This subproject is one of many research subprojects utilizing the resources provided by a Center grant funded by NIH/NCRR. Primary support for the subproject and the subproject's principal investigator may have been provided by other sources, including other NIH sources. The Total Cost listed for the subproject likely represents the estimated amount of Center infrastructure utilized by the subproject, not direct funding provided by the NCRR grant to the subproject or subproject staff. Leishmania are protozoan parasites that cause significant morbidity and mortality in humans, afflicting approximately 12 million people worldwide. These parasites are auxotrophic for purines and have evolved a unique set of purine transporters and salvage enzymes to scavenge these essential nutrients from their host. Hence, purine salvage components provide attractive targets for drug design. An ability to adapt to changes in the purine milieu is vital for Leishmania to survive in their host. Withdrawal of extracellular purines leads to an acute increase in key purine transporters and salvage enzymes. This augmentation is not due to an increase in mRNA abundance or stability. Since regulation is post-transcriptional, it is our goal to use proteomic methods to provide insight into the cellular networks and pathways involved in this adaptation to purine stress. Two strategies are proposed. First, to quantify the temporal changes in the Leishmania donovani proteome upon purine-starvation, an accurate mass and time (AMT) tag strategy is delineated. A broad AMT database will be constructed from parasites grown under purine-free and purine-replete conditions and used to facilitate high-throughput accurate measurements on relative protein abundance between purine-starved and purine-replete parasites. Second, since it is conjectured that part of the response to purine stress involves the post-translational modification of regulatory proteins, the phosphoproteome of purine-starved and purine-replete L. donovani will be compared. It is anticipated that these studies will be of broad impact, illuminating the means by which Leishmania adapt to changes in their host purine environment and likely providing novel targets and pathways for future therapeutic exploration.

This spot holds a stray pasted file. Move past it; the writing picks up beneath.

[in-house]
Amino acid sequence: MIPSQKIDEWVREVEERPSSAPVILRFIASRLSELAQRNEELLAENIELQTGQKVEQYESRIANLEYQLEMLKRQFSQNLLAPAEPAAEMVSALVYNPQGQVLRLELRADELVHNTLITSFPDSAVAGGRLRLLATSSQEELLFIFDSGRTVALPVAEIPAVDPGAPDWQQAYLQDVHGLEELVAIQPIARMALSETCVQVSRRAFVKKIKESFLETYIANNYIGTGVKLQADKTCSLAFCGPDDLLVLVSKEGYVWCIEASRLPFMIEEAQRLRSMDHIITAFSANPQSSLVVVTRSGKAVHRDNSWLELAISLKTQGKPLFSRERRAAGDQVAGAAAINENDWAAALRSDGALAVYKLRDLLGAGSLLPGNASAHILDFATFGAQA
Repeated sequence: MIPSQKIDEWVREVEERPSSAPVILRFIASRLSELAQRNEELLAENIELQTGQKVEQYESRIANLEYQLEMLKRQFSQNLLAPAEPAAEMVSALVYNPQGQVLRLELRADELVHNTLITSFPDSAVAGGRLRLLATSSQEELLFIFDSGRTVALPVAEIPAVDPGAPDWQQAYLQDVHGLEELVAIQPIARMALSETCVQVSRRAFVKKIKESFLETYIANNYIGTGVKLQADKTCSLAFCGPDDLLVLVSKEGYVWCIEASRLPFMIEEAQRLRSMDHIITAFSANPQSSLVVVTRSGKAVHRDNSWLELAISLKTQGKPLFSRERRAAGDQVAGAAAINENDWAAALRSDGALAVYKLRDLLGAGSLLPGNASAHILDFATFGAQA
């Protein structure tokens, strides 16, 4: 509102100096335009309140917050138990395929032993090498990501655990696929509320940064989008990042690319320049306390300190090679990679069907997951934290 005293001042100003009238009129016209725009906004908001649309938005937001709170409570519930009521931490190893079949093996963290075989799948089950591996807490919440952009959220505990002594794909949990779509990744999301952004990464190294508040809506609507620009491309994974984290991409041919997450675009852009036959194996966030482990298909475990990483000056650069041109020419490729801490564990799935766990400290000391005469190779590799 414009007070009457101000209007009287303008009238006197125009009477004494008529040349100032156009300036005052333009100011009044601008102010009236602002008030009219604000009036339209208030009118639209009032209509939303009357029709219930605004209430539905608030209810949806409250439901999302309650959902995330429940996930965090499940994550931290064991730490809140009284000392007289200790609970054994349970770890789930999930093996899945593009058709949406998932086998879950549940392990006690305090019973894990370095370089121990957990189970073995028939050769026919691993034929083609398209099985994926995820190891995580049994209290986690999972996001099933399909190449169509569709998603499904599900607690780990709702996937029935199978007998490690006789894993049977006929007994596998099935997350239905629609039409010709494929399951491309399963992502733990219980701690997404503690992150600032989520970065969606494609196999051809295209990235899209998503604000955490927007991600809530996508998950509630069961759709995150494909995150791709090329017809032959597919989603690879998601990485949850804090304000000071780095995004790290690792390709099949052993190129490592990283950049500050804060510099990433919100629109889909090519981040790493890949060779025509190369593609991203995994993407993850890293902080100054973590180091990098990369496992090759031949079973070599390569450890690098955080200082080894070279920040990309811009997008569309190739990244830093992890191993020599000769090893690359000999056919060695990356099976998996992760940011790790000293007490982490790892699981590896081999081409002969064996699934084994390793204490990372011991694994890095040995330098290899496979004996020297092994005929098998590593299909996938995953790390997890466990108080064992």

Agency
National Institute of Health (NIH)
Institute
National Center for Research Resources (NCRR)
Type
Biotechnology Resource Grants (P41)
Project #
5P41RR018522-09
Application #
8365485
Study Section
Special Emphasis Panel (ZRG1-BCMB-H (40))
Project Start
2011-07-01
Project End
2012-06-30
Budget Start
2011-07-01
Budget End
2012-06-30
Support Year
9
Fiscal Year
2011
Total Cost
$57,367
Indirect Cost
Name
Battelle Pacific Northwest Laboratories
Department
Type
DUNS #
032987476
City
Richland
State
WA
Country
United States
Zip Code
99352
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